It induces cell cycle arrest, apoptosis and reduces expression of growth and transcription factors, including NF-κB. Notably, CAPE down-regulates mdr-1 gene, considered responsible for the resistance of cancer cells to chemotherapeutic agents. Further, CAPE dose-dependently suppresses VEGF formation by MDA-231 cells and formation of capillary-like tubes by endothelial cells, implicating inhibitory effects on angiogenesis.

In conclusion, our results strongly suggest that CAPE inhibits MDA-231 and MCF-7 human breast cancer growth via its apoptotic effects, and modulation of NF-κB, the cell cycle, and angiogenesis.

Propolis Can Help Treat Oral Cavity Infections

note the use of propolis extract, the same type used by others who've experienced rapid healing after post-dental procedures...

In vitro Antimicrobial Activity of Propolis, BioPure MTAD, Sodium Hypochlorite, and Chlorhexidine on Enterococcus faecalis and Candida albicans
Saudi Med J, 2011 May;32(5):479-83

Objectives: To evaluate the antimicrobial effect by measuring the minimum inhibitory concentration MIC and minimum bactericidal concentration MBC of propolis, BioPure MTAD, 5% sodium hypochlorite (NaOCl), and 2% chlorhexidine CHX on Enterococcus faecalis (E. faecalis) and Candida albicans (C. albicans) in vitro. 

Methods: This study was performed in the Faculty of Dentistry and Pharmacy at Erciyes University, Kayseri, Turkey from February to April 2010. Ethanol extract of propolis (EEP) was prepared from propolis collected from Kayseri, Turkey, and proper media for microorganisms were prepared using sterile broth medium to give final concentrations between 0.002-2.4 mg/ml for propolis, 0.000125-0.512 mg/ml for CHX, and 1:2-1:4096 dilutions for NaOCl and BioPure MTAD. Using the macrobroth dilution method, MIC, and MBC values of irrigants on the growth of E. faecalis and C. albicans were determined. 

Results: Propolis and other irrigants were found to be effective on C. albicans and E. faecalis. Propolis and NaOCl were more effective in lower concentrations on C. albicans than on E. faecalis. In contrast, CHX and MTAD were more effective in lower concentrations on E. faecalis than on C. albicans. 

Conclusions: Propolis showed antimicrobial activity against E. faecalis and C. albicans. It appears that propolis is an effective intracanal irrigant in eradicating E. faecalis and C. albicans.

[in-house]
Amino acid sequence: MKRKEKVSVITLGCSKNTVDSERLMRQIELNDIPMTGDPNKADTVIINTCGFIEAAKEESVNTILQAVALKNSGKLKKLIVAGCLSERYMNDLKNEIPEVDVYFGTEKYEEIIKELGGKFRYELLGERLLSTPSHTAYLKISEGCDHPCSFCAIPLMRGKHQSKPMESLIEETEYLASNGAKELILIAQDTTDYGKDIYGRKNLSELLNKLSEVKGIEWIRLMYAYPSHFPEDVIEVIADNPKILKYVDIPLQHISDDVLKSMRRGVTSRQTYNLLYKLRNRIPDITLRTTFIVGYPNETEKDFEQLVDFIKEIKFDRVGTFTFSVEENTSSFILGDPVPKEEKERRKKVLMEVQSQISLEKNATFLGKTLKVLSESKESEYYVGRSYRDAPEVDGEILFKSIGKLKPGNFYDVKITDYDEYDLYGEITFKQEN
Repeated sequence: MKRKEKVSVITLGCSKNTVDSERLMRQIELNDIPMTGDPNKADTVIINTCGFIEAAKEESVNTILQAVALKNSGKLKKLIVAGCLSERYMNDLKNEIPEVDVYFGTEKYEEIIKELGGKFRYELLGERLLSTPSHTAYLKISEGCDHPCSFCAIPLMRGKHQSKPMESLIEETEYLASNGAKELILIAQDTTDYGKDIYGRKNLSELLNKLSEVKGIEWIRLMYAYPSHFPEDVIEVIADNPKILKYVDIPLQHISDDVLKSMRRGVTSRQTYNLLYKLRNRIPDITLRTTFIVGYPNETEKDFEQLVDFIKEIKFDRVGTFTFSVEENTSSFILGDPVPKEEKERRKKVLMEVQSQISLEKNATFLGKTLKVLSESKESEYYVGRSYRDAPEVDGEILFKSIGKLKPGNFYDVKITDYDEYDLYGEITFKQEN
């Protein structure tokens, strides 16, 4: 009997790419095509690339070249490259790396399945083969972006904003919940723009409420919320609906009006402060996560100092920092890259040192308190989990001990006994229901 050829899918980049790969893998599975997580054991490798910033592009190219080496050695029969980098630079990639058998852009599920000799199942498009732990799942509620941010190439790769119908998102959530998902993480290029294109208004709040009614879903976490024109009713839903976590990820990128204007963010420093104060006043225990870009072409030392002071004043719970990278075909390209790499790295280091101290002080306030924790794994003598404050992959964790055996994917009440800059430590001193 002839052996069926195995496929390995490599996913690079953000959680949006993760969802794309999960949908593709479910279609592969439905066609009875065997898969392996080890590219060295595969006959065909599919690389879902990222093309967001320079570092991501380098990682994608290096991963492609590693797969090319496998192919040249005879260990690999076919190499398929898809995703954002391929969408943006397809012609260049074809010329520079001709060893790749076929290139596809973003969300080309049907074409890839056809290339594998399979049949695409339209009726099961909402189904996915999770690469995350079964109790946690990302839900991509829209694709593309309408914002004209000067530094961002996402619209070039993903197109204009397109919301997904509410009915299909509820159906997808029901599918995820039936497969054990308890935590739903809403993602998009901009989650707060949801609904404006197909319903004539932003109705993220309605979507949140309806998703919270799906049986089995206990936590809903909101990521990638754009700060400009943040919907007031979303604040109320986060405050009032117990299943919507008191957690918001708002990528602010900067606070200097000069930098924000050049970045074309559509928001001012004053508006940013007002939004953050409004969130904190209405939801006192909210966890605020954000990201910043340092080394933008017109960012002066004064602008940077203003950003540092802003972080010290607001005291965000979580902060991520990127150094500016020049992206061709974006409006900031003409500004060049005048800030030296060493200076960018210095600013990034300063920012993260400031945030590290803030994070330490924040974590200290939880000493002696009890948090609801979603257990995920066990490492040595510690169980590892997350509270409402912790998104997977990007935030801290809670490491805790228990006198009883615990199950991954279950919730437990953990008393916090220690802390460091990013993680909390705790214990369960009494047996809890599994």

Friday, May 6, 2011

Propolis May Help Prevent Damage to Kidneys

simply put, propolis is a powerful protector, preventatively and post-operatively...

Propolis Attenuates Cobalt Induced-Nephrotoxicity in Adult Rats and Their Progeny
Experimental and Toxicologic Pathology, Article in Press

The aim of this study was to evaluate the biochemical changes in cobalt-exposed rats and to investigate the potential role of Tunisian propolis against the cobalt-induced renal damages.

Twenty-four pregnant Wistar rats were divided into four groups and were treated as follows: group 1 (control) received distilled water; group 2 received 350 ppm of CoCl2 in drinking water; group 3 received 350 ppm CoCl2 in drinking water and a propolis-supplemented diet (1 g/100 g of diet); group 4 received a propolis-supplemented diet (1 g/100 g of diet) without cobalt. In the cobalt group, a significant decrease in body, absolute and relative weights was noted when compared to controls.

The administration of cobalt to pregnant rats from the 14th day of pregnancy until day 14 after delivery resulted in an increased level of renal malondialdehyde, a decreased renal content of glutathione and antioxidant enzyme activities such as superoxide dismutase, catalase and glutathione peroxidase in lactating rats and their pups.

A statistically significant increase in plasma urea and creatinine serum levels was seen in treated female rats and their pups. Histopathologically, the cobalt-administration induced degenerative changes in the kidney of lactating rats and their pups.